Tao JIANG (Rutgers)
Dean Zimmerman (Rutgers)
Steve Angle (Wesleyan)
Please see here for information about the international graduate student conference, “Philosophical Traditions: Comparative Philosophy and its Limits,” to be held in Shanghai this November 9 through 11.
Fourth Biannual Ph.D. Student and Early-Career Scholar Workshop
“Manuscript Culture in Ancient Egypt and China”
International Center for the Study of Ancient Text Cultures
Renmin University of China
Beijing, January 14–18, 2019
The International Center for the Study of Ancient Text Cultures (ICSATC), hosted at Renmin University of China, will hold its Fourth Ph.D. Student and Early-Career Scholar Workshop on January 14 -18, 2019. Four days of seminars will be concluded with student presentations and plenary discussion on the fifth day. The principal language of instruction and interaction will be English.
Ph.D. students, see application details below.
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The latest Journal of Chinese Humanities issue is a special issue on “The Possibility of Political Meritocracy in China.” Read on for details.
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Here is information on the current issue (volume 9 no 2 / July 2018 issue) of the peer-reviewed, open-access international journal Comparative Philosophy (ISSN 2151-6014), which came out in July 2018 and whose full text is available at the journal website www.comparativephilosophy.org.
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The 3rd Biennial Conference of the European of Association for Chinese Philosophy (EACP) will take place at Ghent University (Belgium) from September 5-7 2019. The conference theme of this edition will be Paradigms of Change and Changing Paradigms in Chinese Philosophy.
We are kindly inviting scholars of Chinese philosophy to submit proposals for individual papers or panels to Bart Dessein (firstname.lastname@example.org) and Ady Van den Stock (email@example.com).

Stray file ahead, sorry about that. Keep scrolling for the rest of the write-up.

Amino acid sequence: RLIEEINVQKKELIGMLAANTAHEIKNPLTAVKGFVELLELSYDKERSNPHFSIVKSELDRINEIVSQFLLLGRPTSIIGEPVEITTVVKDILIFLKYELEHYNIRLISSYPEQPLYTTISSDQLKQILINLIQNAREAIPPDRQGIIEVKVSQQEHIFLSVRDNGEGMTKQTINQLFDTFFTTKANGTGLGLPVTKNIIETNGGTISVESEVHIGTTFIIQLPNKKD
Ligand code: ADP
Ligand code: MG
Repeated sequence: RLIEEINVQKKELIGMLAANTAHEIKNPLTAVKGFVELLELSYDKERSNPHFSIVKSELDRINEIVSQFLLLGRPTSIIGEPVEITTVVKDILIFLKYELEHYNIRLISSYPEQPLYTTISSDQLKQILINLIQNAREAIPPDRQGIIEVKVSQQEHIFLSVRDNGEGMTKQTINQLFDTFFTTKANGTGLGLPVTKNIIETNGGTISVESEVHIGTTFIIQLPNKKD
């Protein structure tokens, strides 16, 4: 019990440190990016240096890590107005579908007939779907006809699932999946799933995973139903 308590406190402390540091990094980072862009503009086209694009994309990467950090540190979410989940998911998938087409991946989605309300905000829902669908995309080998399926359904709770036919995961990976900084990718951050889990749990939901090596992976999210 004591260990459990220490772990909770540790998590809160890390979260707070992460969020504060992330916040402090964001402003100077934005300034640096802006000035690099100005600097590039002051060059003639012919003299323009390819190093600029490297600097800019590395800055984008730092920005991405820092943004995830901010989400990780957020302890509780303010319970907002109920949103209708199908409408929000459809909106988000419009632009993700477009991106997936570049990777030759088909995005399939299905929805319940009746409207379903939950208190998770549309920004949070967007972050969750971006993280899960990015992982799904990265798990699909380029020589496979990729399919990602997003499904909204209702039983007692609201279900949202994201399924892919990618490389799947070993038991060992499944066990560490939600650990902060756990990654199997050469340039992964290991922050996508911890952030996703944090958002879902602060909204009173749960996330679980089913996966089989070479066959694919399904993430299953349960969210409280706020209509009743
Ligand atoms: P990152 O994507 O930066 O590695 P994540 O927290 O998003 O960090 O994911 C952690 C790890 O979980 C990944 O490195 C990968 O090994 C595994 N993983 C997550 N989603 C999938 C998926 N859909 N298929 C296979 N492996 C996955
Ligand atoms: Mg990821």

More information is here and below.
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5E Cognition: Virtual Embodiment and Artificial Intelligence
December 6-7 2018
University of Tokyo Tokyo, Japan
The University of Tokyo Center for Philosophy (UTCP) in collaboration with University of Cincinnati is hosting a workshop exploring topics related to Enactive and Ecological accounts of Embodied Cognition, Comparative Chinese and Japanese Philosophy, and Artificial Intelligence. The workshop will be held at the University of Tokyo campus on December 6th and 7th 2018.
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CFP: Global Rhetorics of Science
“We cannot solve our problems with the same level of thinking that created them.”
– A. Einstein
The rhetoric of science (ROS) has made great strides in recent years in diversity, addressing citizen expertise (Wynn 2017) and critical issues such disability (Jack 2009, Johnson 2015), gender (Keränen 2010), race (Happe 2013, Condit 2016), and non-human agency (Johnson & Johnson 2018). But a glaring blind spot remains, covering the diversity of “science” itself. In other words, while rhetoricians are eager to challenge hegemonic assumptions about gender, race, class, and humanity, we lag behind philosophers and historians in challenging the hegemony of the Western style of inquiry into natural phenomena. And in an era when Western science is imbricated in crises in climate change, genetic modification, and artificial intelligence, among other areas—it makes sense to investigate alternatives for deliberating publicly about these exigent issues.
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The August 2018 newsletter
has been published and can be accessed here
. This issue features updates from some of the society’s members on their various activities, notice of two group sessions at the 2019 APA-Eastern Division Meeting in New York City, and a call for proposals for the 2019 APA-Pacific Division Meeting in Vancouver.
Dao: A Journal of Comparative Philosophy 17:3 (2018)
Table of contents: